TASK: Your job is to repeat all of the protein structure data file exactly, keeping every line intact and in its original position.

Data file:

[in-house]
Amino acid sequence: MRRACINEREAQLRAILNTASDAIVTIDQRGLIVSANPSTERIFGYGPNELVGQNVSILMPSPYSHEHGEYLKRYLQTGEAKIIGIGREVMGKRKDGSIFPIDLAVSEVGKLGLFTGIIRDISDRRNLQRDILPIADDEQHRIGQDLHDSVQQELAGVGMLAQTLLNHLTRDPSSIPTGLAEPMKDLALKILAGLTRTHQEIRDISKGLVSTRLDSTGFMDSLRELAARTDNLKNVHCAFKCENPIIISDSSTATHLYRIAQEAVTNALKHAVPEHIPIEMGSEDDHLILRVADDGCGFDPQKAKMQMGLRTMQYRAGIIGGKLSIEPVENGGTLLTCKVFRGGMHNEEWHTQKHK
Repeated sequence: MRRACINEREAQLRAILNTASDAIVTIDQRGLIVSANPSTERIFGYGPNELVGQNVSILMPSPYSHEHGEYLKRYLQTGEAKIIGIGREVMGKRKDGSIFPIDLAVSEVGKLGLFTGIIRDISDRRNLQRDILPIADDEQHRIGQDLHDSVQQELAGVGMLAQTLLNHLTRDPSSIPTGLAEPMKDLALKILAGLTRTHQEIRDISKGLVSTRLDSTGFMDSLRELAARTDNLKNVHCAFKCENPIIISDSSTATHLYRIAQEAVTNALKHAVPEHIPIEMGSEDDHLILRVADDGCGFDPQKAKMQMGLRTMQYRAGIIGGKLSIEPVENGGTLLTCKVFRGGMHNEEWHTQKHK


[in-house]
Amino acid sequence: MRRACINEREAQLRAILNTASDAIVTIDQRGLIVSANPSTERIFGYGPNELVGQNVSILMPSPYSHEHGEYLKRYLQTGEAKIIGIGREVMGKRKDGSIFPIDLAVSEVGKLGLFTGIIRDISDRRNLQRDILPIADDEQHRIGQDLHDSVQQELAGVGMLAQTLLNHLTRDPSSIPTGLAEPMKDLALKILAGLTRTHQEIRDISKGLVSTRLDSTGFMDSLRELAARTDNLKNVHCAFKCENPIIISDSSTATHLYRIAQEAVTNALKHAVPEHIPIEMGSEDDHLILRVADDGCGFDPQKAKMQMGLRTMQYRAGIIGGKLSIEPVENGGTLLTCKVFRGGMHNEEWHTQKHK
Repeated sequence: MRRACINEREAQLRAILNTASDAIVTIDQRGLIVSANPSTERIFGYGPNELVGQNVSILMPSPYSHEHGEYLKRYLQTGEAKIIGIGREVMGKRKDGSIFPIDLAVSEVGKLGLFTGIIRDISDRRNLQRDILPIADDEQHRIGQDLHDSVQQELAGVGMLAQTLLNHLTRDPSSIPTGLAEPMKDLALKILAGLTRTHQEIRDISKGLVSTRLDSTGFMDSLRELAARTDNLKNVHCAFKCENPIIISDSSTATHLYRIAQEAVTNALKHAVPEHIPIEMGSEDDHLILRVADDGCGFDPQKAKMQMGLRTMQYRAGIIGGKLSIEPVENGGTLLTCKVFRGGMHNEEWHTQKHK